Aspirin may stop deafness caused by chemotherapy
Aspirin could save the hearing of cancer patients receiving chemotherapy, scientists in Cardiff hope.
A trial will be launched at the city's Velindre Hospital to see if high doses of the drug can prevent permanent loss.
Conditions ranging from tinnitus to deafness are a common side effect for patients given the chemotherapy drug cisplatin.
The trial, called Coast, has recruited 88 adults prescribed cisplatin in Cardiff and other UK hospitals.
It is used to treat testicular cancer, germ cell cancer, head and neck cancer, bladder cancer, cervical cancer, non-small cell lung cancer and some types of children's cancer.'Shock it was cancer'
Father-of-four Andrew Millington, 66, was given cisplatin after a tumour was found at the base of his tongue.
Aspirin: The wonder drug?
- Aspirin (acetylsalicylic acid) has been used for many years as a painkiller
- It has an anti-inflammatory action
- Low-dose (75mg) aspirin is already recommended for people with known cardiovascular disease to prevent stroke and heart attack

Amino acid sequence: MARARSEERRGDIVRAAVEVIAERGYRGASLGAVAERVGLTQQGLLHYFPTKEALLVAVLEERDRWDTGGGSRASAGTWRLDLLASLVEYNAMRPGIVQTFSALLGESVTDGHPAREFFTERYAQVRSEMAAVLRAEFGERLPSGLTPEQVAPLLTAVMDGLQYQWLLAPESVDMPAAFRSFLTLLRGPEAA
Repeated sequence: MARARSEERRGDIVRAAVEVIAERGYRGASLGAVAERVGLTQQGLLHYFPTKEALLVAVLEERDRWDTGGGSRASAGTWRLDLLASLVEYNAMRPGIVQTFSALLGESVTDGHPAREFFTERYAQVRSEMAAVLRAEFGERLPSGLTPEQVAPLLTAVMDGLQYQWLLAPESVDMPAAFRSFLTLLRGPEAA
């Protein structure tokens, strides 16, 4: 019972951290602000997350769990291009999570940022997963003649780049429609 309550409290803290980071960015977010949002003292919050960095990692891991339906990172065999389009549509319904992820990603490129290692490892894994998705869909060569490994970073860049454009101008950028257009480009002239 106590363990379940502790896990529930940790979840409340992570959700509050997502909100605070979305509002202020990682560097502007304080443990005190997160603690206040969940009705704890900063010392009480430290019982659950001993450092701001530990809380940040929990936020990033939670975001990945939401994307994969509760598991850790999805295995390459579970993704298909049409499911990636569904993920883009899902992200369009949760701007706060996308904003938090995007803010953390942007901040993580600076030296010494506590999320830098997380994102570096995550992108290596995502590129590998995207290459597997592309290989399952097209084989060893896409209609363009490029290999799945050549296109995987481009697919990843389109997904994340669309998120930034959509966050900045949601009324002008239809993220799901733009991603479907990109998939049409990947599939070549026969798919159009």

- The benefits for healthy people are still unclear
- Aspirin can cause fatal internal bleeding, although this is relatively rare
Source: BBC Health
"I had a persistent sore throat and earache, and I went to see my GP last spring," he said.
"I was referred to a consultant and had an MRI scan. It was a shock to be told it was cancer but... it was generally curable, which was such a relief to hear. I was offered cisplatin and, after hearing about the possible side effects, I was more than happy to take part in the Coast trial."
Around 18,500 cancer patients receive cisplatin every year and around half suffer some form of permanent hearing loss.
Ahead of the trial's launch on Thursday, professor Emma King, chief investigator and Cancer Research UK surgeon at the University of Southampton, said: "Aspirin can have serious side effects, including internal bleeding, so it's important to stress that aspirin is not suitable for all cancer patients.
"To help prevent these problems we'll be giving patients specially coated aspirin tablets, that only release the drug once it reaches the small intestine, and also using another drug that reduces digestive juices, to prevent bleeding in the stomach.
"If this trial is successful, then a larger trial will follow within two years that could potentially see aspirin become a routine part of cisplatin treatment for many thousands of cancer patients."